It begins like a fairytale...Ruby Moon is an Australian play by Matt Cameron written in 2003. The story revolves around Sylvie and Ray Moon, a couple from the fictional town of Flaming Tree Grove, who are struggling to come to terms with the mysterious disappearance of their young daughter, Ruby, who left to visit her Grandma and never came back. The case has long gone cold, and they're almost ready to give up hope, until the arm of Ruby's doll turns up in their letter box. Desperate for answers, they go up and down the street and interview their neighbors about the incident. They encounter many eccentric characters, including a bible-thumping old woman, an ex-soldier who still lives with his mother, Ruby's creepy babysitter and even a mad scientist. Any one of them could be responsible. Through the play the couple are haunted by the presence of 'The Wizard'- a former runaway who returned home to find his parents had moved away. He is never seen, but will often knock on the Moons' door.The ending is one hell of a Mind Screw.The play has recently become an HSC text at many Australian high schools. It combines elements of absurdism, gothic horror, and fairy tales with the paranoia of post-9/11 suburbia as well as drawing inspiration from real-life headlines about missing children.You can see the trailer for the Newtown Theatre's production of it hereHas nothing to do with the magical guardian from Cardcaptor Sakura.
This play provides examples of:
- Absent-Minded Professor: Professor Ogle, Flaming Tree Grove's resident mad inventor.
- Acting for Two: The play is written for two actors, who play not only Ray and Sylvie, but all of the neighbors. This is important to the plot- at the end we find out that Ray and Sylvie are role-playing the interviews with each other as a way to try and make sense of Ruby's disappearance.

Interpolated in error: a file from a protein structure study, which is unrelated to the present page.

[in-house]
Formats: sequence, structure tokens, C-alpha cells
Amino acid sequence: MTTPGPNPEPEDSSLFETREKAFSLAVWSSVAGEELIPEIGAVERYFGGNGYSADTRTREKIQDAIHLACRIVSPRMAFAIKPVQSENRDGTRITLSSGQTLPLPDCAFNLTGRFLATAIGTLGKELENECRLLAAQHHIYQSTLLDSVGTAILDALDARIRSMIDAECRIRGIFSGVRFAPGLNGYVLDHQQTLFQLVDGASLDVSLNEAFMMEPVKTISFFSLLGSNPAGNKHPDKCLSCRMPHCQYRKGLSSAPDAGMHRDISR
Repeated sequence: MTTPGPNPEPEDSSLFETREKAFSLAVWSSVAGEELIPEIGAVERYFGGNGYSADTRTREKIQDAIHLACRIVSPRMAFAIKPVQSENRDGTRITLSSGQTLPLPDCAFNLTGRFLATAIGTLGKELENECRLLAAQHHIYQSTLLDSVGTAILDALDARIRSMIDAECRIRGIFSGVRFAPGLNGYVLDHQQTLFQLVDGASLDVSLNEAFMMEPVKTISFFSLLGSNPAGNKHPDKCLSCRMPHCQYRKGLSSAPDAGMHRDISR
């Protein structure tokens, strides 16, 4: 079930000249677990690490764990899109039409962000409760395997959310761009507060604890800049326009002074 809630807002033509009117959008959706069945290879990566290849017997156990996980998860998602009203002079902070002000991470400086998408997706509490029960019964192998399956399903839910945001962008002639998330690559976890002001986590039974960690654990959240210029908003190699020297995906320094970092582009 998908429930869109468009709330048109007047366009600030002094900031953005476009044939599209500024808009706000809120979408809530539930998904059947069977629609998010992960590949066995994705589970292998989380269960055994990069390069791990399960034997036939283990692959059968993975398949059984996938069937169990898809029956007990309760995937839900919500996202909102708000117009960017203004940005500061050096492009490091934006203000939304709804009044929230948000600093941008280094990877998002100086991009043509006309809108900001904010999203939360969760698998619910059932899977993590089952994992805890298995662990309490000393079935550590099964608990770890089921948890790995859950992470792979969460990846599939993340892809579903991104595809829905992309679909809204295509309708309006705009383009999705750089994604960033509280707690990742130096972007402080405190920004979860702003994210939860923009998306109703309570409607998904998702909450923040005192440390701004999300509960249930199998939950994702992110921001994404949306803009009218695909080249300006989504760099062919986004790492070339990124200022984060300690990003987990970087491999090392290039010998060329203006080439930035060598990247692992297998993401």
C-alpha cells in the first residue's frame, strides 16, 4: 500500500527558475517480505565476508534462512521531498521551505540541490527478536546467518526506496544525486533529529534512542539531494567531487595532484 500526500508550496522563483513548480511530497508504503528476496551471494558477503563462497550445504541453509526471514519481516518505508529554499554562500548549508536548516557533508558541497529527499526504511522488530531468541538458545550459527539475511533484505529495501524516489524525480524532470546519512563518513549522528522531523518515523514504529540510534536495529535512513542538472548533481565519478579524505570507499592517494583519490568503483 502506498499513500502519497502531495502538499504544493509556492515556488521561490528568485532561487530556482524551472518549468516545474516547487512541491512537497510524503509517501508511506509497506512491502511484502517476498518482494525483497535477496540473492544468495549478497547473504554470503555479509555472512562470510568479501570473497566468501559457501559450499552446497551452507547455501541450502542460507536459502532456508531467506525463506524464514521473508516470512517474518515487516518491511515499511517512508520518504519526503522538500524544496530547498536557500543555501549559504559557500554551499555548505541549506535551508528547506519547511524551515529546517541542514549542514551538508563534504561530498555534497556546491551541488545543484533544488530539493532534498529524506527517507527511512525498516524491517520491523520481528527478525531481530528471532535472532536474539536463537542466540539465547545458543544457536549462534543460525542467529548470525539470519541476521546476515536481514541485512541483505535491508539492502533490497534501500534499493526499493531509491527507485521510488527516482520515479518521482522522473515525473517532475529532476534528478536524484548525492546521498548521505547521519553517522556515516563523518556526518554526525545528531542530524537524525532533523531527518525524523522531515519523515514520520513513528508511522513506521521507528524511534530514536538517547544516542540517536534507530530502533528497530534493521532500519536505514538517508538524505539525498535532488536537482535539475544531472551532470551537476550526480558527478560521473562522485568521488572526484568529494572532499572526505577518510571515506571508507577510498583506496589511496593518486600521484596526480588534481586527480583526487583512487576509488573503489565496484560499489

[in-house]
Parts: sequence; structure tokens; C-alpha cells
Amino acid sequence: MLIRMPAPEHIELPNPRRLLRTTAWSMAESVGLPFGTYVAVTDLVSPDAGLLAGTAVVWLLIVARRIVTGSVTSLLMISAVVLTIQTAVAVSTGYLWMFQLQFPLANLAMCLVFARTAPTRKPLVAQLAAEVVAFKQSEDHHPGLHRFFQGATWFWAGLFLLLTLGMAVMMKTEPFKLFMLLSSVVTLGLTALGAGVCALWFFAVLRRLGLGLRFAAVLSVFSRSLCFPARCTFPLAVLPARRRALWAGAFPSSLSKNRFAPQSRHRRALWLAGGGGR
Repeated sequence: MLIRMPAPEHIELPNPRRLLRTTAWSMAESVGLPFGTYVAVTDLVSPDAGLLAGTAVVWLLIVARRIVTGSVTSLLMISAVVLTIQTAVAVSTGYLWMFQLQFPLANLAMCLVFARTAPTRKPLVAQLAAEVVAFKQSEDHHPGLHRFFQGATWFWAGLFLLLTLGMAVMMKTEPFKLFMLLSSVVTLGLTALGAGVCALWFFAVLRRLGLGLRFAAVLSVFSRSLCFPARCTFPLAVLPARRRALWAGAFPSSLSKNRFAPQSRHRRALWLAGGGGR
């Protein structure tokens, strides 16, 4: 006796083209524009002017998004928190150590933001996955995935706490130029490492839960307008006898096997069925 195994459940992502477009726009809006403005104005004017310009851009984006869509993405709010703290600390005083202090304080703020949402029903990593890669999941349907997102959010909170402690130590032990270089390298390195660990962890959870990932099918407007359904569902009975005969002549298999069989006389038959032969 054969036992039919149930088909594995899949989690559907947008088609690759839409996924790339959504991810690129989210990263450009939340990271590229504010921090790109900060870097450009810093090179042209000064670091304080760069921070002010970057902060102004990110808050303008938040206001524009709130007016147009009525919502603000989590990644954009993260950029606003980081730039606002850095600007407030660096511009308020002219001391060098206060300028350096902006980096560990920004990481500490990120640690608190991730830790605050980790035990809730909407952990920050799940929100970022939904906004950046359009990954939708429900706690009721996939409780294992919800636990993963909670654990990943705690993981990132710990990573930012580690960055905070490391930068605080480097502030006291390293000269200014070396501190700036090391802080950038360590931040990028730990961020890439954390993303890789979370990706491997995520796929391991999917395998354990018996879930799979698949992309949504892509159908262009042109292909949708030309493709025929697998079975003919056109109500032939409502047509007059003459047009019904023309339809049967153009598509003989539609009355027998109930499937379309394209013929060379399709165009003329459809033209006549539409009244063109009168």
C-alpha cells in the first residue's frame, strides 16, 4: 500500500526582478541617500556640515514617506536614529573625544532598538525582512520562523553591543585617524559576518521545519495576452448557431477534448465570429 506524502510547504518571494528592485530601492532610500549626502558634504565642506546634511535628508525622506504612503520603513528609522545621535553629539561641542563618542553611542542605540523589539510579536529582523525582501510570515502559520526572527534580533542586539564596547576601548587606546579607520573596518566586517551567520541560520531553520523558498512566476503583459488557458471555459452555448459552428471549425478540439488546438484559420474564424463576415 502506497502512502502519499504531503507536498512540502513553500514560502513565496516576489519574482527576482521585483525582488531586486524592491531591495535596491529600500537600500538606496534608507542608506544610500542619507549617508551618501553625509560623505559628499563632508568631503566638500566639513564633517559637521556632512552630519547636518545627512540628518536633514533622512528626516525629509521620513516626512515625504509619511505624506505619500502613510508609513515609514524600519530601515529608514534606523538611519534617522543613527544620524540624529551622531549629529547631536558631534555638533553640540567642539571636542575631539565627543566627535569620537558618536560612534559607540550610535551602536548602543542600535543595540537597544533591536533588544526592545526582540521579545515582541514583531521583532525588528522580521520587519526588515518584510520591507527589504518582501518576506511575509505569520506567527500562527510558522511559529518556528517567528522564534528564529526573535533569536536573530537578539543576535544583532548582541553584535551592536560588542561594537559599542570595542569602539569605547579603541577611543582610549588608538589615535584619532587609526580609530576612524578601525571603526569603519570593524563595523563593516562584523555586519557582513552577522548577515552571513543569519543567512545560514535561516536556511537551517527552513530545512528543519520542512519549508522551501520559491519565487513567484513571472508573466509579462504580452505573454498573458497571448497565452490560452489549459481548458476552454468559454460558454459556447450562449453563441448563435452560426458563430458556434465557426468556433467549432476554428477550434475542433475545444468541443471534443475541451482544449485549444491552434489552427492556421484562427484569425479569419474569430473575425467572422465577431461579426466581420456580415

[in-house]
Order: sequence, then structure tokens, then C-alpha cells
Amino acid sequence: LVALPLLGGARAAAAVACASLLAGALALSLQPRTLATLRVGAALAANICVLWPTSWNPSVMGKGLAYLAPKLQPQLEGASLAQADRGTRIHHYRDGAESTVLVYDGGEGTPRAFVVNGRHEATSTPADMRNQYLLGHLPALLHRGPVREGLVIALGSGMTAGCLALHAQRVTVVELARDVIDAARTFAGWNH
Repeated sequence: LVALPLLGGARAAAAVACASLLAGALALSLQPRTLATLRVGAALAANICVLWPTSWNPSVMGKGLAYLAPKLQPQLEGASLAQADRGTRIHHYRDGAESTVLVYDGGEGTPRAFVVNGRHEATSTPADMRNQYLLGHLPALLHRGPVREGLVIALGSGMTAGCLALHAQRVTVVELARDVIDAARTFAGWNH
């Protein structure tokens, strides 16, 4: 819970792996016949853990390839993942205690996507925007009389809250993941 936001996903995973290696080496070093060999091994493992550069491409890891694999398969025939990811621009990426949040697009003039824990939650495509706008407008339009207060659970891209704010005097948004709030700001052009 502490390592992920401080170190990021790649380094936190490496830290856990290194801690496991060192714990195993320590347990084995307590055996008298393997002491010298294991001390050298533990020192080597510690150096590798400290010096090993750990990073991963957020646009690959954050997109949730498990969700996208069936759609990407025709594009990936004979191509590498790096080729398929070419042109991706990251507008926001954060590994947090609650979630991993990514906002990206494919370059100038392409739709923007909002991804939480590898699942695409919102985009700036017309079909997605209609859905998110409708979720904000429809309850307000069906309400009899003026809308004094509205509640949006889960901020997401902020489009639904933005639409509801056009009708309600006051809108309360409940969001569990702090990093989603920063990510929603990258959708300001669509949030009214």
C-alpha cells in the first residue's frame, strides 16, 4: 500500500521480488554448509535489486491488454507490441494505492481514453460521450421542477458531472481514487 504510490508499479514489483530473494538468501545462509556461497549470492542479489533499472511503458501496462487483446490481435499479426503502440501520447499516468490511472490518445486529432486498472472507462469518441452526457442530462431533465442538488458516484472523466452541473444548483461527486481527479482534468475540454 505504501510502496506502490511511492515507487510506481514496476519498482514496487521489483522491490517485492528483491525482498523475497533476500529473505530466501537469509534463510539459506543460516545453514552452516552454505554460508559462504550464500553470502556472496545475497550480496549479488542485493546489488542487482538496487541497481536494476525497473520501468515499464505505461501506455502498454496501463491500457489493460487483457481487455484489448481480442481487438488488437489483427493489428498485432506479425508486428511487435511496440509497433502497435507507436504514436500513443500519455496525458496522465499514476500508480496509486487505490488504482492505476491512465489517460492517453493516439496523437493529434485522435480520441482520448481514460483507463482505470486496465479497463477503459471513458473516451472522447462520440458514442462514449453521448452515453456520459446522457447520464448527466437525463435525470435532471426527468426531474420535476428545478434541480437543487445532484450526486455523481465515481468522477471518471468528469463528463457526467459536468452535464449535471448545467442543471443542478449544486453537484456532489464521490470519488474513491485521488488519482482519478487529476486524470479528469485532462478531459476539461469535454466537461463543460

- Adult Fear: The basic premise is based around this.
- Bad Humor Truck: Sylvie and Ray suspect the icecream man for a period of time, and a creepy, dischordant version of Greensleeves (a song often played by icecream vans) is played as the audience enters the theatre.
- Creepy Doll: This play has two-Ruby Doll, a doll that looks exactly like Ruby (the one that gets dismembered and sent back to the Moons piece by piece) and a life-sized version of Ruby Doll which Sylvie puts out on the nature strip and occasionaly pretends is the real Ruby.
- The Faceless: The Wizard/ The Gallows' Boy always wears a mask and is said to be horribly disfigured underneath it.
- Fractured Fairy Tale
- Glamorous Wartime Singer: Failed singer Veronica evokes some aspects of this trope despite not actually being one.
- Hearing Voices: Sylvie often imagines the sound of the phone ringing.
- Ironic Nursery Tune: 'The Curtain Girl', a rather creepy original song that Ruby supposedly made up, appears prevalently and occasionally serves as a kind of Leitmotif for The Wizard. The lyrics go something like "She's not in the room, she's not outside, hide from the world, the curtain girl, behind the curtain girl."
- MacGuffin: Lots.
- Man Child: Sid, the Moons' childish, mostly harmless neighbor who dresses up as a clown.
- Mind Screw: And how.
- Ms. Fanservice: Veronica
- My Beloved Smother: Sonny Jim's mother. Even though it turns out she's actually dead.
- The Ophelia: Sylvie, who has become depressed and delusional after Ruby's disappearance.
- Ominous Music Box Tune: A music box appears in part of the play that used to belong to Ruby.
- The Reveal: Ray and Sylvie are either role-playing the interviews, or they made up the non-existent neighbours. Sylvie's definitely insane, and it looks like Ray's headed in that direction too. For all we know, Ruby may have never existed. The neighbours could be figments of Ray and Sylvie's imaginations too- or they could be real. As to where Ruby is, God only knows.
- Stepford Suburbia
- Twist Ending
- Wham Line: "Dulcie Doily is nothing more than the sum total of every pious, judgmental thought you've ever had!"
- And then there's "But what about the Gallows boy? We made him up."
...but how does it end?